• Contaminant losses won't be allowed to increase due to new activities, and existing activities will need to minimise losses or risk of contaminant loss. How much is not specified - this is for plan change Tuatahi to determine.
  • Farming land use will be permitted, and all farms will need a Freshwater Environment Management Plan (FEMP).
  • Requirements for what a FEMP should include are set out in an appendix to the plan.
  • Intensive Winter Grazing will be permitted but with slightly different conditions compared to the national regulations.
  • Wintering on pasture using supplement feed will have its own permitted activity rule, with some conditions, but without an area threshold. Our assessment is that farmers should be able to meet those conditions since they are good management practice.
  • Stock exclusion will be more stringent than current national regulations require.

With the new Southland Water and Land Plan (pSWLP) coming in, some existing plans will be replaced and will no longer be valid, meaning you don’t have to follow the rules in those plans.

  • The Transitional Regional Plan and the Regional Effluent Land Application Plan are revoked and become inoperative.
  • The Regional Water Plan for Southland becomes inoperative (excluding the 5 provisions relating to activities where the pSWLP proposed provisions remain under appeal).

What are the next steps?

The original intention of the pSWLP was to “hold the line” on water quality degradation, that is stop the expansion of high-risk activities and get land users moving towards good practice. This was meant to be step one of two.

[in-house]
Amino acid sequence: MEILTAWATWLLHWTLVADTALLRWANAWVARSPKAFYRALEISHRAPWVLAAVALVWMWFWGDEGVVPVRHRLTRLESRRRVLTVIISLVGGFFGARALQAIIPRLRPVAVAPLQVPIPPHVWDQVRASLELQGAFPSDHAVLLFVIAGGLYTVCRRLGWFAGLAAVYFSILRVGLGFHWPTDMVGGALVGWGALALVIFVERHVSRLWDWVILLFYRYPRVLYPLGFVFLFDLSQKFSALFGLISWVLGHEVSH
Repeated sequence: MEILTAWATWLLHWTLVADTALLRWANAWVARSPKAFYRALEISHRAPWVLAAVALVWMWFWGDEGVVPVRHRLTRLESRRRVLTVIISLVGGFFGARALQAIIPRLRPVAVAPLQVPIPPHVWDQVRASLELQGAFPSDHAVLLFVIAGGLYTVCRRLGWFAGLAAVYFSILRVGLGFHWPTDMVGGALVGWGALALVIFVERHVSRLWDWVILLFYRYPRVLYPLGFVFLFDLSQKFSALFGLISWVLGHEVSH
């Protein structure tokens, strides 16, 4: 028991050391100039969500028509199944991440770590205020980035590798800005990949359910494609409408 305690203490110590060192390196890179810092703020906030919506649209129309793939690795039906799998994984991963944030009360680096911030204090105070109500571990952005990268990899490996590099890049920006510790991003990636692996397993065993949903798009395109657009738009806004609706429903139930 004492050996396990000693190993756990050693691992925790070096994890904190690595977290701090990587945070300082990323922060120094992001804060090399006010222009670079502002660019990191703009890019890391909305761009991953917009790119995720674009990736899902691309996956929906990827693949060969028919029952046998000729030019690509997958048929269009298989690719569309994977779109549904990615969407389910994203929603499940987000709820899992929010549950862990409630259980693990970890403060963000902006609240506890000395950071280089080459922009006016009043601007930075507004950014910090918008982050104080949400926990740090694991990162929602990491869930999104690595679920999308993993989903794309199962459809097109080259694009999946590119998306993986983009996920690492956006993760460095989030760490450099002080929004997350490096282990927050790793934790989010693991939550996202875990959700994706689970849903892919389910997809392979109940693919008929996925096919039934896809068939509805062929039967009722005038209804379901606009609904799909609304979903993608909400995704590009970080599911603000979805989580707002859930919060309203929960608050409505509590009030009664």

Step two was meant to be a limit-setting plan which would identify water quality outcomes and catchments where there was too much pollution (over allocation), and put rules in to reduce how much pollution can be discharged to land and waterways. Due to the length of time it has taken to get the pSWLP resolved, Step one and Step two are now overlapping. Step Two is called “Plan Change Tuatahi” and we expect this to be publicly notified in the second half of 2024.

Environment Southland is currently revising the next phase of the Water and Land Plan, Plan Change Tuatahi.

Council has indicated this will focus on a ‘Southland solution to freshwater issues’ and they are in the process of defining what this will look like.

What DairyNZ is doing

Central Government announced in December 2023 an intention to replace the National Policy Statement for Freshwater Management (NPS-FM 2020) over the next 18-24 months. Due to this, the date that councils are required to notify a freshwater plan change has been extended by three years to 31 December 2027, leaving more time for regional councils and communities for this work.

DairyNZ is seeking an extension for Plan Change Tuatahi, which has been scheduled for notification by the end of 2024.

We support a revised scope for Plan Change Tuatahi that is focused on working with farmers to implement the Water and Land Plan.

We will be working with Environment Southland on what a ‘Southland solution to freshwater issues’ looks like, and developing a better economic and scientific evidence base.

Questions on this topic?

DairyNZ contact person:
David Cooper
Principal Policy Advisor

Last updated: May 2024